Payors are building specialty networks for procedures that tend to be expensive. The most common networks are for transplantation and oncology services, but recently, there has been a surge of other networks for orthopedics (spine, hip), dialysis and infertility.
Managing the high costs
Transplants are the most expensive, which is why payors set up specific reimbursement methods to budget and manage these high costs.
Payors have a responsibility to contract with competent providers with expertise in providing tertiary and quaternary services. To become a part of a transplant network at the top-tier level, otherwise known as a Center of Excellence (COE), the hospital must maintain a certain transplant volume per year and a certain level of survival outcomes. Each payor has its own qualifying criteria for COE designation. Every transplant center’s quality outcomes can be found at the Scientific Registry of Transplant Recipients, a national database of statistics related to solid organ transplantation. Stem cell transplant outcomes are reported by the American Society for Transplantation and Cellular Therapy.
A Unique Process
Contracting for transplant is a unique process that usually includes contracting individually for each phase of care – evaluation, pre-transplant, transplant and follow-up care. If a hospital already has an agreement with the health plan, most often the agreement is used to reimburse the hospital for all services except transplant admission. It is also important to specify which services are included in the transplant rate, which services are not included and the duration of coverage for each phase. This becomes complicated when some services included in the transplant rate occur prior to hospital admission. It is critically important to be specific and clear with language for services, including all contract language such as, “payment in full” as it relates to “contract obligations.”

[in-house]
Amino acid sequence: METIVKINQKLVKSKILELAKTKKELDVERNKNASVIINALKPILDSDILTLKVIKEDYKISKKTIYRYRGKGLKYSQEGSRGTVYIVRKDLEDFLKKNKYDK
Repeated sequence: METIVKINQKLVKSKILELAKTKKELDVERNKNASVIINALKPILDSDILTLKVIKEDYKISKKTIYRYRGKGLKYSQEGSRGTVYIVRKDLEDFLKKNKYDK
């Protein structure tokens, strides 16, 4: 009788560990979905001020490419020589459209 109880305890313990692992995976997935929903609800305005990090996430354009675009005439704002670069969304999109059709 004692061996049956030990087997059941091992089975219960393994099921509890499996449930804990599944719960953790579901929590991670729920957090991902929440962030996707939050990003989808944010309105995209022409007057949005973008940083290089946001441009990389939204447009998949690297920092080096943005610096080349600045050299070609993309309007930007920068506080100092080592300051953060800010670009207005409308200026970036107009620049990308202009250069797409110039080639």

Financial risk is quite high with these types of services. Outlier protection in every agreement is pertinent to not losing your shirts! There are different methodologies for risk-sharing that can be explored. Every contract should include some type of stop loss protection for the hospital.
One of the keys to a successful program is strong infrastructure, from financial coordinators who verify insurance and request authorizations to dedicated billing staff who manually package the claims and track reimbursements. Organ transplantation reimbursement as a cost-based service, per Medicare guidelines, is directly affected by how managed care contracts are drafted and executed.
Benefits can change while patients wait on the waiting lists; regular follow up is crucial. In addition, new authorizations are needed for ongoing lab testing necessary for appropriate matching. Moreover, every program should have strong managed care teams – closely aligned with Transplant Administration which can assess contracts and negotiate agreements with non-contracted payors. he current market includes an increase in managed government plans as well as pressures in the commercial market o better predict reimbursement through changes to case.